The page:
The acting Brigadier of First Foot is RM Lt-Col Henri DuShite and he stays out of trouble for the month. This leaves Major Alonzo Fonde-Lapatrie in charge of the Royal Marines and following his colleague's lead. Picardy Musketeer Captain Zavier Ulric Turenne just does what he's told. However, that's enough to earn him promotion to Major.

The Royal North Highlanders take out the final Spanish refuge. General Sebastian de la Creme and Field Marshal Uther Xavier-Beauregard each command a battalion and share in the glory. For Creme, this means over fifteen hundred crowns worth of booty. Xavier-Beauregard makes do with under a thousand plus a Mention in Despatches ("Last month as marshal") before heading for Paris to hand in his baton.

French troops bivouac beneath the spreading branches of treesThe soldiers of Second Division are in a grumbly mood as they spend more time with shovels. Divisional Adjutant Robert d'Lancier finds enough time to pocket a couple of hundred crowns worth of goodies, ignoring the opportunity to command First Foot (well, it would only have been until the start of September). Lt-Colonel Hugh Jass, commanding 13th Fusiliers, does better with 500 crowns finding its way into his coffers. His opposite number in the 53rd, Lt-Col Les Anonyme, is acting commander (the Colonel is acting up as Brigadier) and may be out of his depth. Certainly there's no reward for him or Major Hercule D'Engin.

Slightly further afield, the Horse Guards regiments run down enemy stragglers. Brigadier Swindelle d'Masses wraps up his campaign with just over 300 crowns worth of loot. There's a hundred crowns less for Brigade Major Perci Urbain Fanci-Free. It's Mentions all round in the Dragoon Guards, mainly for sticking to their regulation uniform. That's Bdr-Gen Etienne Brule, Lt-Col Jean Ettonique and Major Henri Dubois.

The reason for their reward is the display of flamboyance that is the Queen's Own Carabiniers now that their new Major has arrived. Yes, Felix Anton Gauchepied'er adds a dash of completely-over-the-top to the normally reserved cavalrymen. As pink sashes and shiny tiaras proliferate, Gauchepied'er receives a Mention in Despatches ("She's here!"), over 500 crowns worth of goodies and follows her new commander up the chain with promotion to Lt-Colonel.

Boys/girls come out to play

Could anything in Paris compete with that? Well, let's see. While Gaz Moutarde, Horace Bury and Pierre Cardigan are visiting their mistresses (or prospective mistresses) and Justin Thyme takes his mistress, Sue Briquet, to the Frog & Peach, the Guards Reserve is assembling. Waving bottles and staggering slightly, Chopine Camus and Terence Cuckpowder arrive at the gates of the Bastille, followed by liveried staff carrying a couple of tapped casks. The cheerful duo demand entrance loudly so that "Feely weely can 'ave a drink wiv us!" The guards' protestations that the Commissioner is not at home are shouted down by the increasingly belligerent and decreasingly drunk pair. When the gates are barred, they order the casks set down, light fuses and retire, joining the entire Guards Reserve Battalion in the side streets.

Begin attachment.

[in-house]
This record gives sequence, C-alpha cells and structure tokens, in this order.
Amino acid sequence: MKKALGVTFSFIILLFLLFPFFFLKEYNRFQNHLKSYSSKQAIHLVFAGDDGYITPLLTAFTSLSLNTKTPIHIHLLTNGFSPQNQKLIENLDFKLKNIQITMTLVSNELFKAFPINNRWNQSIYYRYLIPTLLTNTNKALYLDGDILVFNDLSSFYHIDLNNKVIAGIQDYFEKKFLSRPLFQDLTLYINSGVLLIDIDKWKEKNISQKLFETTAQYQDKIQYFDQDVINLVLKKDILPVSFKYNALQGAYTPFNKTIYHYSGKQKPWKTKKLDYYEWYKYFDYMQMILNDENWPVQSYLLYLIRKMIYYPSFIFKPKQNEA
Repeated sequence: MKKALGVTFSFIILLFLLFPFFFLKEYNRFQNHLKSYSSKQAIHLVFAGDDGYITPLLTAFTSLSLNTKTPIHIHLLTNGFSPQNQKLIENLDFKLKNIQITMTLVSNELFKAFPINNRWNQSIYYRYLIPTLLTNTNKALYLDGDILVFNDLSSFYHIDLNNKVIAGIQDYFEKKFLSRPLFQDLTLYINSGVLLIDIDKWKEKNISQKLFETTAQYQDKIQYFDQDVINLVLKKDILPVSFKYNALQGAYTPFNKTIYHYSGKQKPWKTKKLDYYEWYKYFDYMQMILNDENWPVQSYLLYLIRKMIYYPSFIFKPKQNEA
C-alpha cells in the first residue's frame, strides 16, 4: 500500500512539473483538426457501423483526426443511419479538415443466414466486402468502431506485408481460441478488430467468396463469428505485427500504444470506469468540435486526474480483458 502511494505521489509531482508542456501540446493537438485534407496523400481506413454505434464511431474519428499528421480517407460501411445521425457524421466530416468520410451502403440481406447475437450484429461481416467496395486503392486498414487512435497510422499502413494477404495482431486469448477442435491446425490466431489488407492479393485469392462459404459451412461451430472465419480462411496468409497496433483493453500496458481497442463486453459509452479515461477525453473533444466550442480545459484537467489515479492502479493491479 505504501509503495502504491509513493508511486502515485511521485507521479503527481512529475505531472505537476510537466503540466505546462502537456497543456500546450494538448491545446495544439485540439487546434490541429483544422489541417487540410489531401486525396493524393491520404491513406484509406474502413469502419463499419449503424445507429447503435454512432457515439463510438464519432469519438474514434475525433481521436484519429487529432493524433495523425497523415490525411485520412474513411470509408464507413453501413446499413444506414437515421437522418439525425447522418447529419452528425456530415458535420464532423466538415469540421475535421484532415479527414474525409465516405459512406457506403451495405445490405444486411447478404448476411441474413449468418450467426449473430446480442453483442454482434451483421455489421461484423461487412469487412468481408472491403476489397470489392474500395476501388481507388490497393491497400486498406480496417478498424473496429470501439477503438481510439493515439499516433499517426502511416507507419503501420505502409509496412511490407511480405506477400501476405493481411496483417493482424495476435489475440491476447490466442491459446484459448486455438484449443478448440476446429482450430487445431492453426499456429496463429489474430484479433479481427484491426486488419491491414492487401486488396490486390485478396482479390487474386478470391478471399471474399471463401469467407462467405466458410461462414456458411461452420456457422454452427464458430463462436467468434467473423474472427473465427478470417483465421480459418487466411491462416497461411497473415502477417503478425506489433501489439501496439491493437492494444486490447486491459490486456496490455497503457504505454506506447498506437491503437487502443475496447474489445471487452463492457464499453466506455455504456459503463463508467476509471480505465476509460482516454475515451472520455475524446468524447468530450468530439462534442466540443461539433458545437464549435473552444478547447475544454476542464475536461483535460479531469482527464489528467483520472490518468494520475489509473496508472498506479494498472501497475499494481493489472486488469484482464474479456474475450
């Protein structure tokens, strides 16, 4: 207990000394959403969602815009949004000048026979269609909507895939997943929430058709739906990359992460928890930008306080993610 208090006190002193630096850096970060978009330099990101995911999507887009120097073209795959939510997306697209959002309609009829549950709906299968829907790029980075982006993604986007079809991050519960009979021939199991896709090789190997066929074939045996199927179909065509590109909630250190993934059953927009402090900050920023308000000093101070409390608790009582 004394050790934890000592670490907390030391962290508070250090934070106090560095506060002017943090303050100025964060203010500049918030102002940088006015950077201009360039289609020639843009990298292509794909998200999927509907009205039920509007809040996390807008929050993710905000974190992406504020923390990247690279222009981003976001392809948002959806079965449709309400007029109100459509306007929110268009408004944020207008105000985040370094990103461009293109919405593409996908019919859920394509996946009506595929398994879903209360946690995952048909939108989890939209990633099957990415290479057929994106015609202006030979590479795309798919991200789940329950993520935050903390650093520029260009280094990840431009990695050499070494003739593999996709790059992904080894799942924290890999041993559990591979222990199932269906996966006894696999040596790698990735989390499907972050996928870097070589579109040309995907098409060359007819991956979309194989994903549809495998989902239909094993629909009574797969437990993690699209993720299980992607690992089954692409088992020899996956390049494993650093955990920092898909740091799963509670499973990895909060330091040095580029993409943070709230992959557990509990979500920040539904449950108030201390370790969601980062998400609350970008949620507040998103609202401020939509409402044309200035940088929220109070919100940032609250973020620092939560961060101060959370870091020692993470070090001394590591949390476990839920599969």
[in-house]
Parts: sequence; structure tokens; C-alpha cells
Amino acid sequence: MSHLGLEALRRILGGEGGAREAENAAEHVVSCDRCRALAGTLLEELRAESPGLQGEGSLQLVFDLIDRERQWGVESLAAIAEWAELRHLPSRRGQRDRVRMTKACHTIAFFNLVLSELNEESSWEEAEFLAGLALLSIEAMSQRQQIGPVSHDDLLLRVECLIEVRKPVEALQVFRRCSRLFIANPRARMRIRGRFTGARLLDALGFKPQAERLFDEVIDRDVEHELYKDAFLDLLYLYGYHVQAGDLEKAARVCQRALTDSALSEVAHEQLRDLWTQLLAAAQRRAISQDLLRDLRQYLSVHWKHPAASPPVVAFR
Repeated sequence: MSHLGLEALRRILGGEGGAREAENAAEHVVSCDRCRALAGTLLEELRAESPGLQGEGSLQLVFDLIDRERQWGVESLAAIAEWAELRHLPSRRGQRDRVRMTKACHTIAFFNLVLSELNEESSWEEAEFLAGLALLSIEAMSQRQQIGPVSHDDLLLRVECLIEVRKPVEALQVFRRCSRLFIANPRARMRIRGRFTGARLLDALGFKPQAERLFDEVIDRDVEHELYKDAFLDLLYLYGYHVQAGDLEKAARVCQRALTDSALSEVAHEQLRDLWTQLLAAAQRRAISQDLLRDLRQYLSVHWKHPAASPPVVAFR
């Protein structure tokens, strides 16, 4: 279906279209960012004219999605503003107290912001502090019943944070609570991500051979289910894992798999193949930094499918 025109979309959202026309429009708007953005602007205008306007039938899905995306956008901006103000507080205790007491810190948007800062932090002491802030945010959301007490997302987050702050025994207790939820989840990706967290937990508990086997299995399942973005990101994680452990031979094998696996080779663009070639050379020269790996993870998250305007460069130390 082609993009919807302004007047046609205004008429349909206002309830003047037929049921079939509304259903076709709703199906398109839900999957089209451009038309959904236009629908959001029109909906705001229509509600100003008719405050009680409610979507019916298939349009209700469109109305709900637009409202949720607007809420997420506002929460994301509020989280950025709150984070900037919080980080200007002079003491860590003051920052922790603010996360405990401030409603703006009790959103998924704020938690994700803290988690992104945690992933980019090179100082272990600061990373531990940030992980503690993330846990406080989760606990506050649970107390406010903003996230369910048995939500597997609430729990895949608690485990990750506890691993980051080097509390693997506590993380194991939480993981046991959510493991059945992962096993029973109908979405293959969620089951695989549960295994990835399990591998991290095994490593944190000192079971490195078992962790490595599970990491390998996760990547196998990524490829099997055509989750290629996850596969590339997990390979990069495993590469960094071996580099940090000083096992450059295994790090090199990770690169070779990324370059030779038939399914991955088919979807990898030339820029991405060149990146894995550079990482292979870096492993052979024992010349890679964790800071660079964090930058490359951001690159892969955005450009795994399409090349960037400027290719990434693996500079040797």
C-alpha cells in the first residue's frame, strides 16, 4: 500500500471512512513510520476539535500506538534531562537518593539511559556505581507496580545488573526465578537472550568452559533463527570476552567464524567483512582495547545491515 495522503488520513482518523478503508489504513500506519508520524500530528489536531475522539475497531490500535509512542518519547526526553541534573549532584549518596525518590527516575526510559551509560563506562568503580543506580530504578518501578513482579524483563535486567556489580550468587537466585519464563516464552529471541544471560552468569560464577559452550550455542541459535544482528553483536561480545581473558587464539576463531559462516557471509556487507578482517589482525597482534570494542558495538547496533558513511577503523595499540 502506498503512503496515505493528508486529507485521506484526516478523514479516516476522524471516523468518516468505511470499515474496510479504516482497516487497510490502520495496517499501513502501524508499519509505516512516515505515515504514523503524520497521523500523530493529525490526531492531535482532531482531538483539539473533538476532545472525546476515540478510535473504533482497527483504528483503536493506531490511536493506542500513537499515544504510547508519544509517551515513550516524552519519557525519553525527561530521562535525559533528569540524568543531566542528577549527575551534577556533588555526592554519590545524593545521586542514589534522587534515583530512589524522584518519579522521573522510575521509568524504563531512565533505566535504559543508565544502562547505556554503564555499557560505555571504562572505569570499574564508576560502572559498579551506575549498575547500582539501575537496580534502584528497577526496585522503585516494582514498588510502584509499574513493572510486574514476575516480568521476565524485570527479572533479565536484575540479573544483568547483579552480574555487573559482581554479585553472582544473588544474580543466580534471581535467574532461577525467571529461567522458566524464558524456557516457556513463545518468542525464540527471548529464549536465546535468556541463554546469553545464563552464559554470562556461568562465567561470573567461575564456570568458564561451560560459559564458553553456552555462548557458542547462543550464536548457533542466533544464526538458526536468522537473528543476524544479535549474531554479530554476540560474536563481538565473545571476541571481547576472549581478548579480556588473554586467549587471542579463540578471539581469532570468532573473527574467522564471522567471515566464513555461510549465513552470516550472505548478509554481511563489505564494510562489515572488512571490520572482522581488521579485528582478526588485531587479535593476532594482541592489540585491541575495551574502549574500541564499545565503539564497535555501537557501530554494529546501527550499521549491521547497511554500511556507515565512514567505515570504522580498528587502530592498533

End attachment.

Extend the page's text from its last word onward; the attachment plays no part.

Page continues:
The explosion leaves the gates scorched, but still solid and the Bastille guards even less inclined to admit anyone, insisting they need orders from Major Gauchepied'er. The military rank confuses Chopine and Terence, neither of whom believes that any regiment would admit Felix, as a private, let alone a senior officer. However, there is a definite impasse here. While Chopine goes about his business, Terence settles down with the Reserve, blockading the Bastille for the rest of the month on the assumption that his prey is within.

Missing out on the fun are Bernard de Lur-Saluces and Balzac Slapdash, who spend their first week in the gyms with their rapiers. In fact each puts in three weeks practice across the month. Bernard breaks in week 3 for a visit to the Bawdyhouses for some female company and a date with the footpads. He's carefully spent his cash, so the muggers get nothing and he gets a sore head. Balzac completes his August in Blue Gables with Alison Wonderlandt and some dice. He places three bets, losing the first but winning the next two to emerge ahead of the game.

After his adventure, it's two weeks sabre practice for Chopine, interrupted by a week in the Fleur de Lys with Sheila Kiwi. Pierre Cardigan turns up for two weeks with his sabre after his courting succeeded at the second attempt. Horace Bury also failed when he went courting, so a visit to the red light district is called for. He gives the footpads some exercise, but no cash, and then hits the gym with his rapier.

After visiting his lady, Gaz Moutarde visits his cutlass. Three times. And Justin and Sue stick to the Frog & Peach all month.